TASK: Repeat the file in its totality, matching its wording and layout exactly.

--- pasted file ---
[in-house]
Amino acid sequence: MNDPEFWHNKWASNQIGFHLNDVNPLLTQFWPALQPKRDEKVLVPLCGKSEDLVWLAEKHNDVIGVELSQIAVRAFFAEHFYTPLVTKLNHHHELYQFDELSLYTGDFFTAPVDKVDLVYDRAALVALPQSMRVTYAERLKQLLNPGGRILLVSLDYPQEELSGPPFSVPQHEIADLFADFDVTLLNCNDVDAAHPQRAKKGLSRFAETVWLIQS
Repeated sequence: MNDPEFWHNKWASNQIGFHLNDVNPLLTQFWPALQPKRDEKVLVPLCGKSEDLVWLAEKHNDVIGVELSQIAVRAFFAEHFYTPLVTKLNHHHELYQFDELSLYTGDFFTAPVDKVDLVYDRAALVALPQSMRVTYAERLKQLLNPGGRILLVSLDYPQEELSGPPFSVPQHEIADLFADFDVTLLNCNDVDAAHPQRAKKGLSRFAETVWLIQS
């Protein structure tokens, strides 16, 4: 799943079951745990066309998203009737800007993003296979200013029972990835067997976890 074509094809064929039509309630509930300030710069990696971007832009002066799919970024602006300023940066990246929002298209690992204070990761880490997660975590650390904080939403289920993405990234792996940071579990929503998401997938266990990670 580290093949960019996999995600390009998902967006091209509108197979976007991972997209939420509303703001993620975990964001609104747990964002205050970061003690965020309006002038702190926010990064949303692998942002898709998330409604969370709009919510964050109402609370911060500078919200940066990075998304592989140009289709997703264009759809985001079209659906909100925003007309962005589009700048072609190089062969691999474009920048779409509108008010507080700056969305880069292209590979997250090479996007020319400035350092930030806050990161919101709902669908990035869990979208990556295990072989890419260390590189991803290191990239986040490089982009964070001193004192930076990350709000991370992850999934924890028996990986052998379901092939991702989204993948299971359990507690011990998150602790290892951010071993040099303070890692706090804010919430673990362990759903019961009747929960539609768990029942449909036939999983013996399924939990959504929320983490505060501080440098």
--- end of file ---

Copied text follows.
[in-house]
Amino acid sequence: MNDPEFWHNKWASNQIGFHLNDVNPLLTQFWPALQPKRDEKVLVPLCGKSEDLVWLAEKHNDVIGVELSQIAVRAFFAEHFYTPLVTKLNHHHELYQFDELSLYTGDFFTAPVDKVDLVYDRAALVALPQSMRVTYAERLKQLLNPGGRILLVSLDYPQEELSGPPFSVPQHEIADLFADFDVTLLNCNDVDAAHPQRAKKGLSRFAETVWLIQS
Repeated sequence: MNDPEFWHNKWASNQIGFHLNDVNPLLTQFWPALQPKRDEKVLVPLCGKSEDLVWLAEKHNDVIGVELSQIAVRAFFAEHFYTPLVTKLNHHHELYQFDELSLYTGDFFTAPVDKVDLVYDRAALVALPQSMRVTYAERLKQLLNPGGRILLVSLDYPQEELSGPPFSVPQHEIADLFADFDVTLLNCNDVDAAHPQRAKKGLSRFAETVWLIQS
């Protein structure tokens, strides 16, 4: 799943079951745990066309998203009737800007993003296979200013029972990835067997976890 074509094809064929039509309630509930300030710069990696971007832009002066799919970024602006300023940066990246929002298209690992204070990761880490997660975590650390904080939403289920993405990234792996940071579990929503998401997938266990990670 580290093949960019996999995600390009998902967006091209509108197979976007991972997209939420509303703001993620975990964001609104747990964002205050970061003690965020309006002038702190926010990064949303692998942002898709998330409604969370709009919510964050109402609370911060500078919200940066990075998304592989140009289709997703264009759809985001079209659906909100925003007309962005589009700048072609190089062969691999474009920048779409509108008010507080700056969305880069292209590979997250090479996007020319400035350092930030806050990161919101709902669908990035869990979208990556295990072989890419260390590189991803290191990239986040490089982009964070001193004192930076990350709000991370992850999934924890028996990986052998379901092939991702989204993948299971359990507690011990998150602790290892951010071993040099303070890692706090804010919430673990362990759903019961009747929960539609768990029942449909036939999983013996399924939990959504929320983490505060501080440098």